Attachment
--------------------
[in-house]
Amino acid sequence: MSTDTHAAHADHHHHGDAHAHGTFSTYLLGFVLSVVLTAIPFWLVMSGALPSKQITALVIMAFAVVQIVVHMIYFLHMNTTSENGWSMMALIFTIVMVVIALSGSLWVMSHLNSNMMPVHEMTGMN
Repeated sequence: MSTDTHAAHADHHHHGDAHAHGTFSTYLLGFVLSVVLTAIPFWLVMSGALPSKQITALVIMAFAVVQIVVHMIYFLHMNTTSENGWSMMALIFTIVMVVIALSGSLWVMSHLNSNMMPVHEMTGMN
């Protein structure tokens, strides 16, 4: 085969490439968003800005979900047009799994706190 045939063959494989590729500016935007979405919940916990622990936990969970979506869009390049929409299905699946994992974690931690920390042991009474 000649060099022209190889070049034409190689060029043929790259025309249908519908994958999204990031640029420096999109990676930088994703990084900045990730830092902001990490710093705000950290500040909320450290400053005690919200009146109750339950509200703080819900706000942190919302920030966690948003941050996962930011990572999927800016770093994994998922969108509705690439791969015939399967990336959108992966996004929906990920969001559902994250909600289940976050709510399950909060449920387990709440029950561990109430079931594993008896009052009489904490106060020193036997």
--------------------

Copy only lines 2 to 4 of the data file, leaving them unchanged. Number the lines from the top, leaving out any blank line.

Amino acid sequence: MSTDTHAAHADHHHHGDAHAHGTFSTYLLGFVLSVVLTAIPFWLVMSGALPSKQITALVIMAFAVVQIVVHMIYFLHMNTTSENGWSMMALIFTIVMVVIALSGSLWVMSHLNSNMMPVHEMTGMN
Repeated sequence: MSTDTHAAHADHHHHGDAHAHGTFSTYLLGFVLSVVLTAIPFWLVMSGALPSKQITALVIMAFAVVQIVVHMIYFLHMNTTSENGWSMMALIFTIVMVVIALSGSLWVMSHLNSNMMPVHEMTGMN
């Protein structure tokens, strides 16, 4: 085969490439968003800005979900047009799994706190 045939063959494989590729500016935007979405919940916990622990936990969970979506869009390049929409299905699946994992974690931690920390042991009474 000649060099022209190889070049034409190689060029043929790259025309249908519908994958999204990031640029420096999109990676930088994703990084900045990730830092902001990490710093705000950290500040909320450290400053005690919200009146109750339950509200703080819900706000942190919302920030966690948003941050996962930011990572999927800016770093994994998922969108509705690439791969015939399967990336959108992966996004929906990920969001559902994250909600289940976050709510399950909060449920387990709440029950561990109430079931594993008896009052009489904490106060020193036997």